Rearing back, the dragon's head nodded like the long, tall straw hat with its dragonhead crown.  "Dragon Ears!  Buy my sweet Dragon Ears!"  The resonant voice sang out in uncanny resemblance.  "Good luck will be yours when you buy my crusciki!"

Kierownik laughed, like a trumpet greeting the beginning of sunset.  The powerful neck curved back toward Spock and the great eyes regarded him slyly.  //Of course, he could always call// "Vulcan Ears! Buy my crisp Vulcan Ears!" the dragon sang softly, his tongue affectionately tweeking the youth's ears one last time.  //And no one will tell him they don't believe in Vulcans.  You should have bought a pastry, my friend.//

//What?!// Spock reached out as if to stay him, but the dragon was gone, swooping down the basalt cliff in a golden swallow's dive.

Spock scrambled to the shelf edge and watched Kierownik disappear into the shadows below.  By now, even he could hear the aircar's distant drone.  He knew the dragon had left with only minutes to spare, yet he called out to him, hoping to speak to him just one more time.

//Kierownik!//

Still drifting through his mind were the ancient calls of the horns on a hundred different planets, all the treasures, all the beauties of peoples beyond call and peoples he knew well; even the tempting whisper of the winds on his own world in a time when legends say men of magic walked the earth bringing wisdom to the waking races lingered in his thoughts.

"Kierownik!"

He looked up.  The aircar could be seen now, a glinting speck gliding over the far cliffs.  He sat back, disappointed, trying to fit the tales he had heard in some sort of order.  In a few hours they would be gone, he and the ship, but perhaps he could return one day and seek out the being.  If not Kierownik, some other dragon who could help him capture the stories in writing to treasure.

//Spock!//  He turned.

Out beyond the shelf's edge, a legend was hovering, brilliant and golden in the long red rays of the sun.  Dusty no more, but glistening with tiny droplets of water from some spring far below on the plains, Kierownik hung suspended on the cooling air, its great wings beating slowly.  Now Spock saw its whole body, long and corded like some precious rope of gold, its wings uncurled like a yellow crescent moon; the jewels in its talons flashed, and there were tiny prisms of diamonds shimmering in its teeth.  The neck bent toward him, and for a moment the flared, narrow head with its delicate seashell ears and eyes that were cauldrons of melting shifting metal, was on a level with Spock's.

//Don't make any great plans, my young child.  I am Kierownik, the Balancer.  I see all sides, all impressions.  There are many of my kind who have no love for Master Two-Legs; we have not fared well at your hands, and many are those among us who follow an order far older than yours.  Your compassions, your altruisms, your loves and your logics are alien to us.  If it amuses me to spare you today, I shall and I will, but tomorrow has not dawned.  So, take the stories you have heard today, and be wiser when you learn of new legends in faraway lands.  Rare is the being who creates tales from thin air; all stories have roots if you have the patience to see.  Also// it admonished gently //remember the wisdom of the fav'rickiman 's wazka.//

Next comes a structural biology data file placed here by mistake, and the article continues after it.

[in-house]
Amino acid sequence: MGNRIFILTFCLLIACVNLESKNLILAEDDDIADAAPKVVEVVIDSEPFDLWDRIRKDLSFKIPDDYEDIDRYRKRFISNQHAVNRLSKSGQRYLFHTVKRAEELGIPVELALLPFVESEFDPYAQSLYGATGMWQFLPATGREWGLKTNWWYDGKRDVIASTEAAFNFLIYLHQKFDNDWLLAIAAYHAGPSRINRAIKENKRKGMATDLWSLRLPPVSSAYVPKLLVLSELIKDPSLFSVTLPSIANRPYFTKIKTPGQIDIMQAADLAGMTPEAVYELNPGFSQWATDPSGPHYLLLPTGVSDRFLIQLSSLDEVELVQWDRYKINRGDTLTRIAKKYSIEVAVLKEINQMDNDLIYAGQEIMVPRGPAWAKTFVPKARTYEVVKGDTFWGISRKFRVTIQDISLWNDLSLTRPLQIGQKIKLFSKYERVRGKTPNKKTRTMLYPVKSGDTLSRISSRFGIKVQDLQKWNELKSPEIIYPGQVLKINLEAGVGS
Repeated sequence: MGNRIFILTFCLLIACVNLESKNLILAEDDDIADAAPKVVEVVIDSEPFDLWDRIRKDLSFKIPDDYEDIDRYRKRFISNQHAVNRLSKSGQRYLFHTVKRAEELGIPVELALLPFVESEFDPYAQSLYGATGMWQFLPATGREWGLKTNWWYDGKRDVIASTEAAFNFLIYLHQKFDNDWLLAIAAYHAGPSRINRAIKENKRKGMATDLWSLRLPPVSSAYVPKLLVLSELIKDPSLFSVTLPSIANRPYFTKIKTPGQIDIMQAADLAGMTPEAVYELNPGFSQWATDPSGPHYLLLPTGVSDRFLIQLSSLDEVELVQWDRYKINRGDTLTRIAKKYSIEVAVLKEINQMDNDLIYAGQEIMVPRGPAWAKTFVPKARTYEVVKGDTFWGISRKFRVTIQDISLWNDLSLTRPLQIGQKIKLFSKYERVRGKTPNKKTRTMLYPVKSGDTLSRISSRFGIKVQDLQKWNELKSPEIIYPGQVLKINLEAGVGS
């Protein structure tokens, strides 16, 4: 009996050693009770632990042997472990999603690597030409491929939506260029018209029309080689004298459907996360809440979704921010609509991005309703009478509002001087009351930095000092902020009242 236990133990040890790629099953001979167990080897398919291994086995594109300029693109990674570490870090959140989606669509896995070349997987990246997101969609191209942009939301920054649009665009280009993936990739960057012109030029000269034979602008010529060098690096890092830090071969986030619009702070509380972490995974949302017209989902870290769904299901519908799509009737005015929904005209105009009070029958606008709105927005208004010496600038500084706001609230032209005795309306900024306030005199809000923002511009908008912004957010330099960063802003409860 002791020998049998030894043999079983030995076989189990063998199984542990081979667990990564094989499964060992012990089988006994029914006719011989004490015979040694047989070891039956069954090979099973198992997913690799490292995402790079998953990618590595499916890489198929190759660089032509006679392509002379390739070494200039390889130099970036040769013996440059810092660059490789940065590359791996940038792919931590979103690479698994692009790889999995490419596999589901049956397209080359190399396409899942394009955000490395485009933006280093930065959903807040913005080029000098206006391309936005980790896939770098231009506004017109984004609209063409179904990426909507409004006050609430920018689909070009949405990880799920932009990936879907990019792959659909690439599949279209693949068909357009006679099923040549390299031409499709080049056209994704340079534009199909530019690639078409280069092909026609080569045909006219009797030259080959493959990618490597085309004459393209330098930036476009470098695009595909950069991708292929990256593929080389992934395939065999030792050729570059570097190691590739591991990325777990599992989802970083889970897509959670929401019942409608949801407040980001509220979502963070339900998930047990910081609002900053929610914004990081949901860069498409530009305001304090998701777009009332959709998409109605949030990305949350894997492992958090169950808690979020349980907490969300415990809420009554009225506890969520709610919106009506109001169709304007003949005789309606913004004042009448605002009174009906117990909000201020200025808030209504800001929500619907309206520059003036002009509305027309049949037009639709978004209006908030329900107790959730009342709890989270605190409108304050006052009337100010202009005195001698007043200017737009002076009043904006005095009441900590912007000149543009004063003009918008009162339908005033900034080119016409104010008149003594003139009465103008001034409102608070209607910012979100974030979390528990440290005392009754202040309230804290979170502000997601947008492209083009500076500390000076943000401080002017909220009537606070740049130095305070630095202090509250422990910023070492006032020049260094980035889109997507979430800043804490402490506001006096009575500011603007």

The dragon pulled away suddenly and looked over its left wing; the aircar was too close.  //Goodbye, Spock Two-Legs.  Lay your planning aside; you'll have trouble enough, telling the tale yourself!//

With a trumpet call Spock had to accept as farewell, Kierownik rose and vanished into the violet mountain deeps.

* * *

 

"Dragons."

"No, Mr. Fira.  Only one dragon."

"You said you were an expert climber."

"I am."  Spock said with firm conviction, then paused, and added with a touch of irony, "Even proficient climbers have an occasional bit of ... bad luck."

Jacq Fira looked out the window of the aircar and sighed.  "Great.  First, you of all people, start talking about dragons, and now 'bad luck'.  Pike'll have my head if he..."

Fira's mutters faded away as the Vulcan began discussing his fascination with the dragon again, describing the creature with great animation; indeed, Fira had never seen him so intent.

"...the fact that it knew about certain conversations held in town earlier leads me to suspect--"

Enough was enough!  "Dammit, Spock," Fira exclaimed, "shut up about that dragon!  You didn't see, and for godsake, didn't talk to a dragon!"  He leaned over and glared in the Vulcan's face, nose to nose.  "Not another word, not one more word!  Do you read me, mister?!"

Spock pulled away fast, his shoulders set at attention, a stoic cadet look on his face.  "Yes, sir," he said crisply.